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Review of fitout by Suters Architects, Jones Bay Wharf, Pyrmont, ARTICHOKE Magazone, vol. 08/02 September 2004.


Pyrmont has been a focus of architectural and planning discussion overthe last fifteen years. Its unique peninsula location adjacent the Sydney CBD and its abandoned industrial heritage landscape left it a prime site for what urban designer’s call an, ‘urban village’. A provocative idea, however intangible that term may be. Consequently every expert
committee and master-class has prepared a study for the suburb’s ‘vision’. Time has passed and the reality has come out in the wash.  New apartment buildings have arisen alongside original industrial structures, many of which have been retained, as have warehouse and wharf buildings. Whether that be for restrictive heritage legislation or floor space bonus incentive, the result is that a diverse albeit white collar suburb has arisen that bears some resemblance to the urban designers’ dream.  For a time, Pyrmont looked to become the dot com mecca, however the tech wreck took care of the geeks and a wider range of professional and commercial users are progressively moving into the area.


Jones Bay Wharf is a finger wharf from Sydney’s working harbour history and lies on the eastern side of the Pyrmont peninsula. It was the recent subject of an ‘adaptive re-use’ overhaul with Bates Smart as the architects, transforming it to a series of refurbished tenancies that kept a strong sense of the building’s origins. Typical of finger wharves, there is a central circulation path that extends the length of the wharf and leads to nowhere. All the tenancies have their entries off the central driveway so an overlapping of pedestrian and vehicular traffic is somewhat awkward. The tenancies themselves are sealed off from the roofed central driveway for security and noise isolation and duly air-conditioned.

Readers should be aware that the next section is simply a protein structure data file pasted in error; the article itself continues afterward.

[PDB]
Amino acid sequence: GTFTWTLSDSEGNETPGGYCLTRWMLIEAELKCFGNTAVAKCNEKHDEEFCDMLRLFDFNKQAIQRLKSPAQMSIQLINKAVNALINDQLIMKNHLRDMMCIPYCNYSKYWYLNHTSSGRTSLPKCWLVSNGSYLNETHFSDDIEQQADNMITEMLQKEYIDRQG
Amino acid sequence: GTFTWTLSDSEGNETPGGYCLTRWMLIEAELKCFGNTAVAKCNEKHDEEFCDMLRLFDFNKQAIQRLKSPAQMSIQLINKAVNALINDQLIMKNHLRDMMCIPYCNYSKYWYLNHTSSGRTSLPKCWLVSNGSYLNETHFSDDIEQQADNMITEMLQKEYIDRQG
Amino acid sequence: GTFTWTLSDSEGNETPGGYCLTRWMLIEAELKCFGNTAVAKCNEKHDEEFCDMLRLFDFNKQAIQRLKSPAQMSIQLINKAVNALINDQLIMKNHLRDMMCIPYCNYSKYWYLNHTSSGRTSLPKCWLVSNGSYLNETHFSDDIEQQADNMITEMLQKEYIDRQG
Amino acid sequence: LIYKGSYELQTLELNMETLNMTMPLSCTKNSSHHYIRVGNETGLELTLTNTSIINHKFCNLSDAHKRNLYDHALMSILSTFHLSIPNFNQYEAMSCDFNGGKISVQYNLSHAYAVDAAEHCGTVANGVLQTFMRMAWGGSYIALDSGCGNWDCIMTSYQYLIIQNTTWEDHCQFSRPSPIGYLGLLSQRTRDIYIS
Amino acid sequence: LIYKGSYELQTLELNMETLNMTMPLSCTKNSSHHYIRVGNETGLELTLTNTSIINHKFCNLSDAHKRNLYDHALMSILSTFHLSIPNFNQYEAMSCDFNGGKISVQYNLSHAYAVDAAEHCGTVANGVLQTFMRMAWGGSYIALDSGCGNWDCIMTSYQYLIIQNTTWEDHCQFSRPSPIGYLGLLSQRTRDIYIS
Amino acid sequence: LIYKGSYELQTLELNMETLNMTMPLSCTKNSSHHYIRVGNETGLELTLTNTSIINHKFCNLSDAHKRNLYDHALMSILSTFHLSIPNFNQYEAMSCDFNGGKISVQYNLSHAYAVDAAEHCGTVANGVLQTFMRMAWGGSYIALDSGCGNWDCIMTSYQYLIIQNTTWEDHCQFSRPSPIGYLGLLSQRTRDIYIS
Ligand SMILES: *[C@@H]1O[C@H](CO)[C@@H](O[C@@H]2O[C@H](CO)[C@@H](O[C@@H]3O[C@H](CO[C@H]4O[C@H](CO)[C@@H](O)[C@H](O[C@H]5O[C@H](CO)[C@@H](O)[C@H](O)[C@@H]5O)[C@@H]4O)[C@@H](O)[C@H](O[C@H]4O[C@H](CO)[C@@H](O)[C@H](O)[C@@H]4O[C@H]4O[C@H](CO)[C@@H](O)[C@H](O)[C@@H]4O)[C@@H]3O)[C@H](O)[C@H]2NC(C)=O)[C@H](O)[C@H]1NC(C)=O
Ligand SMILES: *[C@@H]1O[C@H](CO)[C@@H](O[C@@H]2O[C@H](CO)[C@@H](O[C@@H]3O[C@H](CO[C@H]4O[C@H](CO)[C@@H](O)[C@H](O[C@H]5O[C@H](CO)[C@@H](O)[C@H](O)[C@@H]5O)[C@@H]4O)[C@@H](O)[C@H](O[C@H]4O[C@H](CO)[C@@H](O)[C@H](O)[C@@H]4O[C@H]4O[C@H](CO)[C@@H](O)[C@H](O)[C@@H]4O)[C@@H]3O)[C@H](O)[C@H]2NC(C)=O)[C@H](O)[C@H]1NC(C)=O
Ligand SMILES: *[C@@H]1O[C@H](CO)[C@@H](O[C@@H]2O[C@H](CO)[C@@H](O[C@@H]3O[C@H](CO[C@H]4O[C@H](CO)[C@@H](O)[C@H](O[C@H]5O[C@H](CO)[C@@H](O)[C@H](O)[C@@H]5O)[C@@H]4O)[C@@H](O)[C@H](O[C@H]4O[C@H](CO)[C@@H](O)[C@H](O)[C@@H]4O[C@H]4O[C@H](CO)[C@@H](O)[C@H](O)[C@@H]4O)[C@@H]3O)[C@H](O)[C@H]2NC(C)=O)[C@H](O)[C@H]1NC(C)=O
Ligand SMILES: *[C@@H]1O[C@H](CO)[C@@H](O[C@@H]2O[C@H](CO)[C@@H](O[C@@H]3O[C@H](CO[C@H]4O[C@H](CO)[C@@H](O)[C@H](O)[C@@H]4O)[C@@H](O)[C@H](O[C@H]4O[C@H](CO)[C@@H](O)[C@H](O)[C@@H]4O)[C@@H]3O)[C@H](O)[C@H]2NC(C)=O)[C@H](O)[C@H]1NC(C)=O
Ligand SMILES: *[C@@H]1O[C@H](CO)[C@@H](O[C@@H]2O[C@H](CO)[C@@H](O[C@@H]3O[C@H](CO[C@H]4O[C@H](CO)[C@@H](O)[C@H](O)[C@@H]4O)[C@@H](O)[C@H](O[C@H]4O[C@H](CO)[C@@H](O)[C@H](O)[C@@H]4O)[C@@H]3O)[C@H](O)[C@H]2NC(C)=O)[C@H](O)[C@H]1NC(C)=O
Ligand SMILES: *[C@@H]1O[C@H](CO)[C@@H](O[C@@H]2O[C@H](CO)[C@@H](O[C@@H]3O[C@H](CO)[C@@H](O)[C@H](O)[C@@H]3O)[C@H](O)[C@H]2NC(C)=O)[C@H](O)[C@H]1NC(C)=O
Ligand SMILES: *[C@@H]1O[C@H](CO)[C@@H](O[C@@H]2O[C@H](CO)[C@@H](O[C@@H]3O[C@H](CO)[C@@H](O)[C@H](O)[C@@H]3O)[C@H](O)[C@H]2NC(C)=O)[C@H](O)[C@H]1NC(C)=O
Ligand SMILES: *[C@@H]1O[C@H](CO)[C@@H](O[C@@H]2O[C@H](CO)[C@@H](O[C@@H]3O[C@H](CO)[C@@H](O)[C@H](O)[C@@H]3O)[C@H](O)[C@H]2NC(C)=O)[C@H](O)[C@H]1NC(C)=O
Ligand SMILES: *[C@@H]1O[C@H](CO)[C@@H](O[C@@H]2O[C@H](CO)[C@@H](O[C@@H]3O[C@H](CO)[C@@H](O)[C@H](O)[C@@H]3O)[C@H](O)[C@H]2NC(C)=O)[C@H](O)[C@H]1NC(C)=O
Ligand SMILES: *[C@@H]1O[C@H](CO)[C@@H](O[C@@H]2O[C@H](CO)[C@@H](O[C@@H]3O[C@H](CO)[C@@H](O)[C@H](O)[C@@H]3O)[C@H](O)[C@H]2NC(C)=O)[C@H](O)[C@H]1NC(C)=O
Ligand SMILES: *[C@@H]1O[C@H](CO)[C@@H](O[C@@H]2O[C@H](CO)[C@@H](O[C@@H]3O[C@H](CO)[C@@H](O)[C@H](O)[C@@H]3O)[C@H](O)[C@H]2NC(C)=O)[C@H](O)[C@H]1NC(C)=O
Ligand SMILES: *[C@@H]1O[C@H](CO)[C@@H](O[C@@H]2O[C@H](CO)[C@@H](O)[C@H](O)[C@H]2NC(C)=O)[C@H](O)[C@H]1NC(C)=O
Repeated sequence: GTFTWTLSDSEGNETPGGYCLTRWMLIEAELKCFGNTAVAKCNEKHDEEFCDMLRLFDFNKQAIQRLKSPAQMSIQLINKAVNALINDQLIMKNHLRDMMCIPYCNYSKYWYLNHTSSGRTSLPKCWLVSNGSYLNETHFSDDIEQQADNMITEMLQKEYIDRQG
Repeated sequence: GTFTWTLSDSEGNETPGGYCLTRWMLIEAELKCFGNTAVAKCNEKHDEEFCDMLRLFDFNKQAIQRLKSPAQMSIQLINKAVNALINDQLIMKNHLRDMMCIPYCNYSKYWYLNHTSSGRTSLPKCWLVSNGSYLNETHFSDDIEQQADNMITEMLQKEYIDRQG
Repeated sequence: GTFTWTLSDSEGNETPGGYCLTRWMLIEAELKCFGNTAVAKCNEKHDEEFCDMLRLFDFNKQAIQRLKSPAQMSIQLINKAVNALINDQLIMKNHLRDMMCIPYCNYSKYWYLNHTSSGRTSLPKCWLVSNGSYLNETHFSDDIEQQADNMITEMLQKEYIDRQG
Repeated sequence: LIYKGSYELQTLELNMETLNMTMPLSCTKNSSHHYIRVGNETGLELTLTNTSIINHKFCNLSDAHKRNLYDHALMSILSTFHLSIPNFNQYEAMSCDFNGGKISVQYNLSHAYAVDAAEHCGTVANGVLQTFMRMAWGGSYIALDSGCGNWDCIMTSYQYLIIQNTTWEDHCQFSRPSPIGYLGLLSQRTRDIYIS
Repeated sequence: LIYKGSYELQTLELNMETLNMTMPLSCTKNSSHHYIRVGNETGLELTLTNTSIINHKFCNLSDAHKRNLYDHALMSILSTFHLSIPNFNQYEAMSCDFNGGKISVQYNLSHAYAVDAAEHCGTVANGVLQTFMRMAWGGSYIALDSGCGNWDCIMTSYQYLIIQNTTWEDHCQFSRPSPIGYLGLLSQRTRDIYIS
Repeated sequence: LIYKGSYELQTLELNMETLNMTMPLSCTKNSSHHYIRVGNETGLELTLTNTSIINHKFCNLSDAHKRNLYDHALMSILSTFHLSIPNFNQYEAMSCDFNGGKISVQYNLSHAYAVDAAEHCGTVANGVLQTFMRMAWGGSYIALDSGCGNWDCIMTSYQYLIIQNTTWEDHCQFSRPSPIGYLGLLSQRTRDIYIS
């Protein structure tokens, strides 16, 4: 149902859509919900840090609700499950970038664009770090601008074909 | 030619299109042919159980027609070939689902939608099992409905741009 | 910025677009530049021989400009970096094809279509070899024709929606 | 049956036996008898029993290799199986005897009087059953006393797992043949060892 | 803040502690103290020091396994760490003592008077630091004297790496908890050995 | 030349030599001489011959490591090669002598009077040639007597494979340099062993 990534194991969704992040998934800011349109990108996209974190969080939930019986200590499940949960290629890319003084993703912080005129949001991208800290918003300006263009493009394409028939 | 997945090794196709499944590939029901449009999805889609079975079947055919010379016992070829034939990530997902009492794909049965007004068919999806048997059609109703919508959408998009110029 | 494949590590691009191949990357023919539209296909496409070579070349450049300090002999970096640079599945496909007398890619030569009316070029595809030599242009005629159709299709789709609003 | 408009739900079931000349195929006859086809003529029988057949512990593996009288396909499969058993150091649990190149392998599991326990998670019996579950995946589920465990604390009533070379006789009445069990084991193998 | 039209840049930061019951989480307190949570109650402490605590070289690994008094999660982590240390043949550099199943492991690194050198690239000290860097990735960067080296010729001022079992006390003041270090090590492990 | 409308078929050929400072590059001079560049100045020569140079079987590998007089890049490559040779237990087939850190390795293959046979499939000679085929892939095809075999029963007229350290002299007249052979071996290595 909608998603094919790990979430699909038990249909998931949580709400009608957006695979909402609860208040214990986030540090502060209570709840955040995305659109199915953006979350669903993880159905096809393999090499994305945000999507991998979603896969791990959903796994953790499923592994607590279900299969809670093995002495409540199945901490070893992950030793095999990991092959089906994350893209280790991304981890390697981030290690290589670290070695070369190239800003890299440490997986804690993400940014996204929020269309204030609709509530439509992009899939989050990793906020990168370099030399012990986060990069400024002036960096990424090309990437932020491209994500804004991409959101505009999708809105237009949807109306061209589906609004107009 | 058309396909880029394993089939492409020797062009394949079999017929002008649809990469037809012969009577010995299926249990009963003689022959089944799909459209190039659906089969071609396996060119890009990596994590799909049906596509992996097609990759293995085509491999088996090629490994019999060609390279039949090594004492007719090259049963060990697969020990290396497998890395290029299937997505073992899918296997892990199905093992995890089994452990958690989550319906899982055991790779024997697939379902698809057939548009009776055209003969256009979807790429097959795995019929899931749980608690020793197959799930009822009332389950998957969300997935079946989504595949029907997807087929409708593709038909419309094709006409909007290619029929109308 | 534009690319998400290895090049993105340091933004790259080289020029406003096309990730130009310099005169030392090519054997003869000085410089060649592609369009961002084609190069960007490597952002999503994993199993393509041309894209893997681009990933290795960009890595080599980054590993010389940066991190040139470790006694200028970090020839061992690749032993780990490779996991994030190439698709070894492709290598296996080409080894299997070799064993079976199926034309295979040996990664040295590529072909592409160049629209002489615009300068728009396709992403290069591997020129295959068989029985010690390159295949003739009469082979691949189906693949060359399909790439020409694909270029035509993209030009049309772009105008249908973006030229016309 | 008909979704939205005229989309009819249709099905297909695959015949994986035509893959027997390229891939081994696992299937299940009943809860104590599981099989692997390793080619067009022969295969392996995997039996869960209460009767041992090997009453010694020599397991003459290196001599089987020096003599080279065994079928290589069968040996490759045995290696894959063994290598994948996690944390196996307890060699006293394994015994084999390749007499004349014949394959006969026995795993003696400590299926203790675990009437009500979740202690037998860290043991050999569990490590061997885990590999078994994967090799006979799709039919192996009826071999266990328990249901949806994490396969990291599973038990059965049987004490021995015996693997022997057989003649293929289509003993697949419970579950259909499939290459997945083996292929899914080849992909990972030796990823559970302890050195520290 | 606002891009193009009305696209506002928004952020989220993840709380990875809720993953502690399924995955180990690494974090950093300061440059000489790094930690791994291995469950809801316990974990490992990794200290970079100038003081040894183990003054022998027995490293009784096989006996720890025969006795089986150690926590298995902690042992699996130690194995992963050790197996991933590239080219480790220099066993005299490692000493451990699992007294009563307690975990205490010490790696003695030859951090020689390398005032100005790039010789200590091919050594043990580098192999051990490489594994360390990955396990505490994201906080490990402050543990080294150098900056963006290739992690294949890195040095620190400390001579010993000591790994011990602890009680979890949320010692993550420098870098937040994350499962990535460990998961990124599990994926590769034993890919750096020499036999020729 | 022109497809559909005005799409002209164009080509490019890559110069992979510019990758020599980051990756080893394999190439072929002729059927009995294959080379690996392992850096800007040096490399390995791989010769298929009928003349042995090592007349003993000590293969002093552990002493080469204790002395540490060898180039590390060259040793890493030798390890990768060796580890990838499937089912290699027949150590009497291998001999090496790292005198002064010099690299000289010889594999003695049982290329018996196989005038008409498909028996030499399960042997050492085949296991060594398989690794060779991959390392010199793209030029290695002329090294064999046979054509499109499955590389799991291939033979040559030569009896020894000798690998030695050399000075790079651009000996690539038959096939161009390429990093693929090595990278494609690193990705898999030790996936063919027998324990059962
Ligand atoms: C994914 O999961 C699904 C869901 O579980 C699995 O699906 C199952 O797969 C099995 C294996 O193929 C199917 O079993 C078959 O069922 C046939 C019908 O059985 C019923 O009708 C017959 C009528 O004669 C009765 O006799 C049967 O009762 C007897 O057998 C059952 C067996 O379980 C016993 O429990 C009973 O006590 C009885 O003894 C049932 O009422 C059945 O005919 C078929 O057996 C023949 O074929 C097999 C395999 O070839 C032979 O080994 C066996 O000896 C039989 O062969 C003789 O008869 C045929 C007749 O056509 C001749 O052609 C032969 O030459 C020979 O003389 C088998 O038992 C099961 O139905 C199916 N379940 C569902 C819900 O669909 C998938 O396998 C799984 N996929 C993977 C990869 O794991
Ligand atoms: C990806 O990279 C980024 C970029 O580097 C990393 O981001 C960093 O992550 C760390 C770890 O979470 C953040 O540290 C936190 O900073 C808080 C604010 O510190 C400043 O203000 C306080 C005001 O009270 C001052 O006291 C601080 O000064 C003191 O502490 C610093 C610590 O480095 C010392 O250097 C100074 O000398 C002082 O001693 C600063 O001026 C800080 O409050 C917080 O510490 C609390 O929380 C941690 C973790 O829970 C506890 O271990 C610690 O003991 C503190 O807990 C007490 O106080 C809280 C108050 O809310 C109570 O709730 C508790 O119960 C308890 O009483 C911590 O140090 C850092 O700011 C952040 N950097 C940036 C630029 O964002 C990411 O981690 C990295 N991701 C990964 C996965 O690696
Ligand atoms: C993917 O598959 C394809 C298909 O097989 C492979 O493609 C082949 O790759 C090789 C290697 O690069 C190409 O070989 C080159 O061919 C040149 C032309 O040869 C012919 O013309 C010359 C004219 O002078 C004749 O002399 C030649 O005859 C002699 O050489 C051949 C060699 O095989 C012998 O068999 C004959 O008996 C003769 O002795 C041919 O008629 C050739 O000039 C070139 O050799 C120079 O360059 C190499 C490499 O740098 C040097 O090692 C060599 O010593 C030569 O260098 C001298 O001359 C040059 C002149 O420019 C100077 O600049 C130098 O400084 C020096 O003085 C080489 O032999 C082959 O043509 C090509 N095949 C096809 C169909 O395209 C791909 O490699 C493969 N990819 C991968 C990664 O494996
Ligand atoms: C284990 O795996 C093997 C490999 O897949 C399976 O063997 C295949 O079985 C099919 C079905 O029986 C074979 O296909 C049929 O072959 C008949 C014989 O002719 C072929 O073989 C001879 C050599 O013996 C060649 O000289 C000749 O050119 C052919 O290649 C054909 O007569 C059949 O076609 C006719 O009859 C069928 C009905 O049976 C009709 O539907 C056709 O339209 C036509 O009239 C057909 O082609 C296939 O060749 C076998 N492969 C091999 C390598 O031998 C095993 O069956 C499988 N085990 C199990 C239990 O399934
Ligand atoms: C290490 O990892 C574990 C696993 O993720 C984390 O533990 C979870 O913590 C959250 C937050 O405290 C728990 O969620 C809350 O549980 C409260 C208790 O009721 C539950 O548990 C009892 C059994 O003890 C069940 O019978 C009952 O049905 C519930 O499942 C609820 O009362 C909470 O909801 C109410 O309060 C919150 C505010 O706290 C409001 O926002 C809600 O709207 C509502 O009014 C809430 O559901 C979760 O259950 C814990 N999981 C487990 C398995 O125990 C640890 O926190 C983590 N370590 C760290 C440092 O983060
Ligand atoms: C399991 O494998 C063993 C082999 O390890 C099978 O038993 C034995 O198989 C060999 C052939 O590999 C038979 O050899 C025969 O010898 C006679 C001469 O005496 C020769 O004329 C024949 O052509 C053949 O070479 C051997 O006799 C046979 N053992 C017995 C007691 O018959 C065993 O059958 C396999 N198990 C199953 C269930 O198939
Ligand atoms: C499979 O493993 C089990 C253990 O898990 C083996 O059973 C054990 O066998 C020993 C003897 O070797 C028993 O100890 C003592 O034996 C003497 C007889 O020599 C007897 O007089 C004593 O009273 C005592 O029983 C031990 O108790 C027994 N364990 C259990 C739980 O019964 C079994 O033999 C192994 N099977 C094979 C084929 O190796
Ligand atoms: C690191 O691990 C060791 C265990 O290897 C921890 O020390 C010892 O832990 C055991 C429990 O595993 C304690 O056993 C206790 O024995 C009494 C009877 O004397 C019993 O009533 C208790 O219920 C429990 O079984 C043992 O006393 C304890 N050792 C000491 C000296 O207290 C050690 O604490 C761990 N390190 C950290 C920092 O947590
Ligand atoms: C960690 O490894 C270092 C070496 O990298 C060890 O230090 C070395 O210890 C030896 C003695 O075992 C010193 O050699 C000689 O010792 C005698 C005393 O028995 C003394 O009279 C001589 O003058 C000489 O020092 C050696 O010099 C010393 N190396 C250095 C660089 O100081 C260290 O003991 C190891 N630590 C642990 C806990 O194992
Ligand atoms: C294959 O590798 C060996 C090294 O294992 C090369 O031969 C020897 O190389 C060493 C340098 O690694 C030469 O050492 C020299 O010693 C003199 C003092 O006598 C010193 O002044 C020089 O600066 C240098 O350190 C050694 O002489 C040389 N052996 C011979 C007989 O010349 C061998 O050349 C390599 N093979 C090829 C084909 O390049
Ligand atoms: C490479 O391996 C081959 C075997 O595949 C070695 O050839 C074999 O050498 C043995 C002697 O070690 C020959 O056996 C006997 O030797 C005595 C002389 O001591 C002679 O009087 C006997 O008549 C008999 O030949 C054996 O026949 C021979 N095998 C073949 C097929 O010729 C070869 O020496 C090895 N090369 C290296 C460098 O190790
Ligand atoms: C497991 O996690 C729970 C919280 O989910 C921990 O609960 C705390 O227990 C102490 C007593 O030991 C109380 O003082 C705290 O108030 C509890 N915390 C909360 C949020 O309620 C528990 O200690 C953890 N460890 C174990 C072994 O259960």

Nonetheless the building operates much more successfully with commercial tenancies than with residential apartments where, as seen elsewhere in this city, developers have shoe-horned living spaces into poorly accessed, inappropriate volumes without cross ventilation.

Suters Architects were looking for a space to combine its two Sydney offices. They were attracted to this space for its proximity to the city though still detached. As well as its waterfront siting there was also the appeal of the chunky heritage stuff. The precedent came from their Newcastle office which is housed in an historic bond store on the industrial waterfront.  In many ways, the architecture was already there so the challenge for Suters was to insert their interventions without confusing the already texturally rich space. All the original structure is exposed and the high spaces maintained. Sprinklers and services pipes have been painted black and brown to disappear into the ceiling space although all still visible. The undersides of timber floors and herringbone struts are all on view. As Dino DiPaolo, a principal of Suters Architects and project architect for their fitout admits, they didn’t have to do much. “We did all the white stuff”, explains Dino. He is referring to the simple white high gloss joinery and workstations that were inserted into the space. Only a few new walls were required. It is a restrained approach that contrasts the old with the new. An effort was made to detach new from existing and consequently most of the joinery is pulled away from the old walls. This creates a multilayered space where the various interventions can be understood.